Ten Things I Like About My Young Mr. Hemingway - Dundurn
Jun 13, 2024

Ten Things I Like About My Young Mr. Hemingway

We Were the Bullfighters is perfect for readers of historical fiction and historical reimaginings! set in 1923, Ernest Hemingway is struggling with the responsibilities of marriage and unexpected fatherhood. No longer a freelancer, he now has a gruelling job with a difficult boss, as a staff reporter for the Toronto Daily Star. On his first day, already feeling hemmed in by circumstances, he’s sent to cover a prison break at Kingston Pen. Get yourself a copy of this wild adventure today, but right after you read Marianne K. Miller's list of things she loves in her Ernest Hemingway!

  1. In 1923, Hemingway was still with his first wife, Hadley. Things were a little rocky with the lost manuscripts in late 1922 and the surprise pregnancy in 1923, but they were still together. Many believe she was the love of his life, and that he regretted leaving her for the rest of his life.

  2. From a young age, Hemingway was a very disciplined writer. He worked hard at his craft. He studied other writers. One of the problems in Toronto was that the long hours at the Toronto Daily Star left him virtually no time for his own writing. He was afraid to start a story, then not finish it and lose the idea. But one early November day in Toronto, despite this fear, he started to write one of the best short stories ever written, Indian Camp.

  3. When Hemingway first arrived in Toronto in January 1920, he’d been writing short stories and submitting them all the previous summer and fall without success, but he kept going. Although he was quite young, he had faith in his critical eye and his ability to tell a story whether in fiction or when reporting the news. In the spring of 1923, when the Toronto Daily Star started to publish his dispatches about the troubles in the Ruhr Valley out of sequence, he objected and demanded they do it his way and they did.

  4. Hemingway networked. He hustled. He took advice from Sherwood Anderson, Gertrude Stein, James Joyce and Ezra Pound. He showed his writing to people who could help him. He asked for reviews. He wrote to reviewers and coyly asked where he might get reviews.

  5. Hemingway took chances with his writing not just with style but with content. Up in Michigan included in Three Stories and Ten Poems published in Paris in August of 1923, just before he returned to Toronto, shocked not only his straightlaced parents but also his mentor, Gertrude Stein.

  6. Hemingway loved travel and the outdoors. As a foreign correspondent for the Toronto Star in 1922 and early 1923, he traveled to places like Italy, Turkey and Switzerland. For pleasure, he hiked and skied and bobsledded and fished in Switzerland, Austria, Germany and Spain. He fell in love with Paris as a young man and he made subsequent generations feel the same way. Many guidebooks still include a walking tour of Hemingway’s Paris. And while he was not the only writer who frequented Shakespeare and Company, one might say, he put it on the map.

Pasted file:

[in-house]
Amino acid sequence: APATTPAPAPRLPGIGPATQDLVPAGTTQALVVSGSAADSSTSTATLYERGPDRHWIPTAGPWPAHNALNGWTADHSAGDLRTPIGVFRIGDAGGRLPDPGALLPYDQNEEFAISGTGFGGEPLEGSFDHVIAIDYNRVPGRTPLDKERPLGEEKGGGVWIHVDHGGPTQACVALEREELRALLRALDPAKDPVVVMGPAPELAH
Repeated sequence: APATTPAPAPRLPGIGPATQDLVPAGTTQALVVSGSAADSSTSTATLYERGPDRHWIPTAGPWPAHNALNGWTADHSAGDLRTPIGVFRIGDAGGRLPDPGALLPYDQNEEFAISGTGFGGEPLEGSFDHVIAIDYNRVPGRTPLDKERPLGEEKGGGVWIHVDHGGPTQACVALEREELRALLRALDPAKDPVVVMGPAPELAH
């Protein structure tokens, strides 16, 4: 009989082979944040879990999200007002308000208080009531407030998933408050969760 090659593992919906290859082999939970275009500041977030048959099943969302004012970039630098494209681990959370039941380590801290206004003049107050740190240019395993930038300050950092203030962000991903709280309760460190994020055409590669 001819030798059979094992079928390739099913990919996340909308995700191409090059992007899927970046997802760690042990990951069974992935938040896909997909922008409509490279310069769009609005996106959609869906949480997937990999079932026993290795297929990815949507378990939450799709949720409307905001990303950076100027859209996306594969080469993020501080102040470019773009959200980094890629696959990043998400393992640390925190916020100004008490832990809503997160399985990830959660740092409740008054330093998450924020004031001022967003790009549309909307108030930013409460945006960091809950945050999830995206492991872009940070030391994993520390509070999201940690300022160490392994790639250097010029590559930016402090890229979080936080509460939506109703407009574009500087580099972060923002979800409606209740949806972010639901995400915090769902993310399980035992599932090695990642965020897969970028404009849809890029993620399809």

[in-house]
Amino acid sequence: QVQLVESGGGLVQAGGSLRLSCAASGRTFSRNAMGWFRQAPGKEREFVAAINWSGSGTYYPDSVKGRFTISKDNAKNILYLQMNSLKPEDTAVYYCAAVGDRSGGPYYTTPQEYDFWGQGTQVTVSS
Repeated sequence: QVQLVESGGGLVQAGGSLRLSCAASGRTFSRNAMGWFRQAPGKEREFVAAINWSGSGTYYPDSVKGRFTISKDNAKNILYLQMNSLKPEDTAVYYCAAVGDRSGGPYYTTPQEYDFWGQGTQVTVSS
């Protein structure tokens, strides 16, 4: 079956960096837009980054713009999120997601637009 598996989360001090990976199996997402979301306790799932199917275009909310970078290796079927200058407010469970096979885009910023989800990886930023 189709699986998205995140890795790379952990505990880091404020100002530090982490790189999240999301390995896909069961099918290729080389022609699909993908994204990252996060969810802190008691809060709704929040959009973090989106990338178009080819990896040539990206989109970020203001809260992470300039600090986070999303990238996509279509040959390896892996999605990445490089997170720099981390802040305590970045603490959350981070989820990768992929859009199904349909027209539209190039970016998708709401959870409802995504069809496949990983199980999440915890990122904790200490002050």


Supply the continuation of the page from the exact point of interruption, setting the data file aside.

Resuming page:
7. He had a great sense of humour. When his story, My Old Man, is selected for a famous anthology in the fall of 1923, he writes to Sylvia Beach, owner of Shakespeare and Company, that it wanted for a compendium of the best and worst stories of 1923. He loved to play with words, combine languages, give people, including himself, nicknames.

  8. Hemingway made the brave decision to become a full-time writer at the age of 24. Hadley may have had a trust fund but they had discovered while in Toronto that her friend and financial advisor, George Breaker, was playing fast and loose with her money. Funds were disappearing. They did not have a guaranteed income when they returned to Paris. Hemingway worked hard writing multiple stories for the Star Weekly to get enough money to move back. In the fall of 1923, he wrote so many pieces that the Star Weekly published some of them under another name.

  9. Hemingway, in some ways, modelled his life after the man who was president during his childhood, Theodore Roosevelt. Roosevelt with his love of reading, writing and outdoor adventure was prominent on the American scene until his death at age 60 in January 1919 when Hemingway was not yet 20. Some call Hemingway the Theodore Roosevelt of American literature because, like Roosevelt, he was a man of thought and of action. Theodore Roosevelt published his first book when he was 24 years old. The same age Hemingway decided to become a fulltime writer.

  10. Covering Red Ryan’s escape on his first day of work for the Toronto Daily Star had an impact on Hemingway. Red was a strong guy in difficult circumstances who decided to take action. When Hemingway had had enough of dealing with a difficult boss in Toronto, he too took action and chose his art. According to Hemingway scholar and biographer, Michael Reynolds, Red influenced that art, “Many of [Hemingway’s] male characters live lives apart from the social norm, men without family, without homes, lonely, self-reliant men, men not so distantly related to Red Ryan.”

Marianne K. Miller is a graduate of the Creative Writing Program at the University of Toronto. As an independent scholar and member of The Hemingway Society, she presented a paper, Hemingway in Toronto, at the 18th International Hemingway Conference in Paris, France. She lives in Toronto. Learn more here.